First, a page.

Kindle Publishing: How to Commission
a Cover That Helps Sell Your eBook
by Marcia Yudkin
I'm a "word person," not
skilled with images. That's great for writing,
but it's a bit of a handicap when it comes to
creating covers for my Kindle ebooks.
Nevertheless, through trial and error, as well
as observations of people I've watched go
through the process, I have quite a bit of
advice to offer when it comes to commissioning a
cover that sells your ebook.
Work with someone who has
already designed covers for other Kindle
authors, whose style you like and who has
excellent customer reviews. Don't hire someone
who has top-notch artistic skills but hasn't
done ebook covers before, as they would be
learning on your dime and might very well make a
blunder you don't catch.
For example, did you know that
including the word "by" before the author's name
on a cover screams "amateur"? If you don't know
things like that, and your designer doesn't
know, either, then you end up with a cover that
looks somehow off to book buyers, although they
might not be able to say why.
Research covers of successful
books in your niche so you can give examples to
your designer of what you want to look like or
different from. For instance, for my latest
business title, I noticed a trend from the big
publishers of a lot of empty space on the cover
and a central image. I gave four examples of
that general trend to my designer, saying I
wanted to look like I belonged in their company.
Yet I also saw that on my exact topic, most of
the covers were black and gloomy, and I said I
wanted something sunnier and upbeat.
Warn your designer about any clichés
you would like the cover to stay away from. For
instance, on the topic of creativity I instructed the
designer, "No light bulbs, please!"
Finalize the title and subtitle for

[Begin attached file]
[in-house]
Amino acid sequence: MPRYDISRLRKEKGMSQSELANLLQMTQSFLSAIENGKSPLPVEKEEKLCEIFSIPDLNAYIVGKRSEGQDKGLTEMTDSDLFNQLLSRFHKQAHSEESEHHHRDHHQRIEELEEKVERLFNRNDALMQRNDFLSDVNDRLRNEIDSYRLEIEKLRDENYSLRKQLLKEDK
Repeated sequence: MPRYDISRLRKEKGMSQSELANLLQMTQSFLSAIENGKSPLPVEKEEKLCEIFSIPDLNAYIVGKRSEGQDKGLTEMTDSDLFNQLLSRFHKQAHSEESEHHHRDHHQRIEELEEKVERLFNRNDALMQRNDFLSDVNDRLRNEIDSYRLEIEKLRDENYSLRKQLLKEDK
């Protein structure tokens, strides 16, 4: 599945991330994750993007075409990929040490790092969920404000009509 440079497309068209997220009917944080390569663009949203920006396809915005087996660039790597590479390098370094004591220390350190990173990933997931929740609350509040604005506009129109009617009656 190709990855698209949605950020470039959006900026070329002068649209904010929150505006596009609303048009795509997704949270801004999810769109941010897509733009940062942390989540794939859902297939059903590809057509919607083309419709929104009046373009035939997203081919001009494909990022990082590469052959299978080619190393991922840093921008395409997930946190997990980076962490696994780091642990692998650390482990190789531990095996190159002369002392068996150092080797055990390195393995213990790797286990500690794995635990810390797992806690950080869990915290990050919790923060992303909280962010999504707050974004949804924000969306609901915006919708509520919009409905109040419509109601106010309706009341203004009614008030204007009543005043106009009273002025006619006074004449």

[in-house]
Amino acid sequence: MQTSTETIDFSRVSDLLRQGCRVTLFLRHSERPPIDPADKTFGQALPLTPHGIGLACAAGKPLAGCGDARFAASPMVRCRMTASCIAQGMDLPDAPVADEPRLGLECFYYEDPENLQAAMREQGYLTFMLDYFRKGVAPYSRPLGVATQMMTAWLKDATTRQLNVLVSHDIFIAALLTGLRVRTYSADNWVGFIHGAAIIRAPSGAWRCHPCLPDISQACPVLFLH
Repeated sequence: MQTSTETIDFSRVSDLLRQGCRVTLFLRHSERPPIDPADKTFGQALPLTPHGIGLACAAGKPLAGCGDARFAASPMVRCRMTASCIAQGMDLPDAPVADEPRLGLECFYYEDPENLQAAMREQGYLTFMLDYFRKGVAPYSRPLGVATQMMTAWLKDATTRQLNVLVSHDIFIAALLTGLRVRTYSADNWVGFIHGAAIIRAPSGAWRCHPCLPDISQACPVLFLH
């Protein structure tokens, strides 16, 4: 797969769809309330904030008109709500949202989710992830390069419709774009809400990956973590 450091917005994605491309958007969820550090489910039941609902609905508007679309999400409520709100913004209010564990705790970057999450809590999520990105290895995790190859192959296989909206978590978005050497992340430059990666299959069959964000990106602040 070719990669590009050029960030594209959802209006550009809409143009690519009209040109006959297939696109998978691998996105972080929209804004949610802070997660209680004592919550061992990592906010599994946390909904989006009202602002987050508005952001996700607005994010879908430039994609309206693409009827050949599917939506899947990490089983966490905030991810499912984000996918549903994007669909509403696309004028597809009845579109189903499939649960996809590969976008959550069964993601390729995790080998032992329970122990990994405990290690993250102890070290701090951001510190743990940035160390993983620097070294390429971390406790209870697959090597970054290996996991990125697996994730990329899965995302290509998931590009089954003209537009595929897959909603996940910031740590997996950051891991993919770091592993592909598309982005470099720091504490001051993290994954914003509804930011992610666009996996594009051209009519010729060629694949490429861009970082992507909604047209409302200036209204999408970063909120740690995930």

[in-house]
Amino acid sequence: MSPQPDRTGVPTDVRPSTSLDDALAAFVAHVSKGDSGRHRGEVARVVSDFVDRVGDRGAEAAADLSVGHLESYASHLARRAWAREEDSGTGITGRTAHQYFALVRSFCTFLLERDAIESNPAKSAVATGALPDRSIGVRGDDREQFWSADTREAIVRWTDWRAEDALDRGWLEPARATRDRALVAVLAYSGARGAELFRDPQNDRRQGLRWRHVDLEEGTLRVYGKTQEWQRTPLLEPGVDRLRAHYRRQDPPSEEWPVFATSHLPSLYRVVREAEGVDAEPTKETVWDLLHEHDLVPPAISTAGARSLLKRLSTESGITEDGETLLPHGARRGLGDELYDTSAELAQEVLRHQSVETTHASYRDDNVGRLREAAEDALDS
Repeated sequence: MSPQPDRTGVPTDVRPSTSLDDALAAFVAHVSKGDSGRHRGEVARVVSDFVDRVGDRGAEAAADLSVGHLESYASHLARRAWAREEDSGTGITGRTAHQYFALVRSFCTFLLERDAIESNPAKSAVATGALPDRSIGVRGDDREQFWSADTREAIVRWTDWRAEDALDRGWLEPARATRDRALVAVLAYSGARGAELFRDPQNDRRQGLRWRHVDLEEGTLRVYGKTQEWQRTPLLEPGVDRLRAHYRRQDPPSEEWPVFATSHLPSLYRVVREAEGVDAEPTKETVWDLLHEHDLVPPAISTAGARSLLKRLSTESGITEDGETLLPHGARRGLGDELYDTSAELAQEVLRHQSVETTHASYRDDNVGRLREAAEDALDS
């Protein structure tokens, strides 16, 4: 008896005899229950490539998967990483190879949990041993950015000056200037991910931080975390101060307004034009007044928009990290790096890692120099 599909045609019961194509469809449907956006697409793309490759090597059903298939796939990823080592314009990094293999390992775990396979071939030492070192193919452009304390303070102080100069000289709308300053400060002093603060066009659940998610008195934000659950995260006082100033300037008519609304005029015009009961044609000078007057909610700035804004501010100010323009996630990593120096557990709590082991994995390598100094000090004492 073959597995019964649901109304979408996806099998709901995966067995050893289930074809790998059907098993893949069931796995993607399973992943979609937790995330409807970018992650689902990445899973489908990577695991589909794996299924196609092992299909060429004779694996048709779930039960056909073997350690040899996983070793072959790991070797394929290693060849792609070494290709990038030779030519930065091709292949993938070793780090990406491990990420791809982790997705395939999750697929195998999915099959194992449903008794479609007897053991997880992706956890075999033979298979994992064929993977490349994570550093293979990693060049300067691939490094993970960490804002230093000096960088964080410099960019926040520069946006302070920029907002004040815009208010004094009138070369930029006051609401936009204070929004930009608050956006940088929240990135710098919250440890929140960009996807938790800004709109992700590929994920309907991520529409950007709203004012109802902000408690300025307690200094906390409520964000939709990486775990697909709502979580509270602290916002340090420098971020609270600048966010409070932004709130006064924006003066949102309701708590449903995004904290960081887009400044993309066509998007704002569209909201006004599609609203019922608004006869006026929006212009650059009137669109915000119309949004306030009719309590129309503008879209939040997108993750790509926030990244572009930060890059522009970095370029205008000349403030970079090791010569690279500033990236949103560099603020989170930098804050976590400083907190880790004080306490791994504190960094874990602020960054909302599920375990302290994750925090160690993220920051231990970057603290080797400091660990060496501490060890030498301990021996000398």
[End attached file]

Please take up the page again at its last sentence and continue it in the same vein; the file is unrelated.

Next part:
your book before giving the assignment to your designer
and don't allow the designer to change their wording.
The designer's job is getting the look right, not the
text. Make sure the designer understands that the cover
must include the title, the subtitle and the author's
name, either along with an image or just making the most
graphically of the other elements.
For ebooks, which don't get picked up
and flipped through in a bookshop before purchase, it's
crucial that the main title and author's name be
readable at the small size of the thumbnails on online
bookstores. It's also essential that the design make
sense on the thumbnail, so the viewer isn't thinking,
now is that a beehive or a car transmission? If the
subtitle doesn't show up clearly at that reduced size,
When you are creating an ebook series,
plan how you are going to signify the resemblances for
the series, which could be through the same general
layout and color scheme or through a pattern of certain
visual elements that stay the same with different colors
and images. When a book shopper sees several of your
series covers and other authors' covers together on
their monitor, they should be able to recognize
instantly which books belong to the series and which
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Ask for written evidence
from your designer that any images used in
the cover were properly licensed. Some of
the biggest photo banks in the world now
have Internet search programs where they
find their unauthorized images and sue the
users. Even if it was the designer who stole
intellectual property without your knowledge
or direction, you could be financially
responsible in such a situation.
When you see what the
designer has come up with, evaluate it with
1. Does it convey the
emotional feeling this type of book should
2. Will the intended
readers understand at a glance that this is
the type of book they will want to buy and
3. Can you read the title
and author's name clearly at thumbnail size
as well as in the larger view?
4. Are there any aspects
or details on the cover that create the
wrong impression, such as an outdated
hairstyle or signage in an unfamiliar
Remember that the ultimate
test for the cover is not whether you like
it, but whether the readers you created the
book for are intrigued and get motivated to
Copyright 2013 Marcia Yudkin. All rights reserved.
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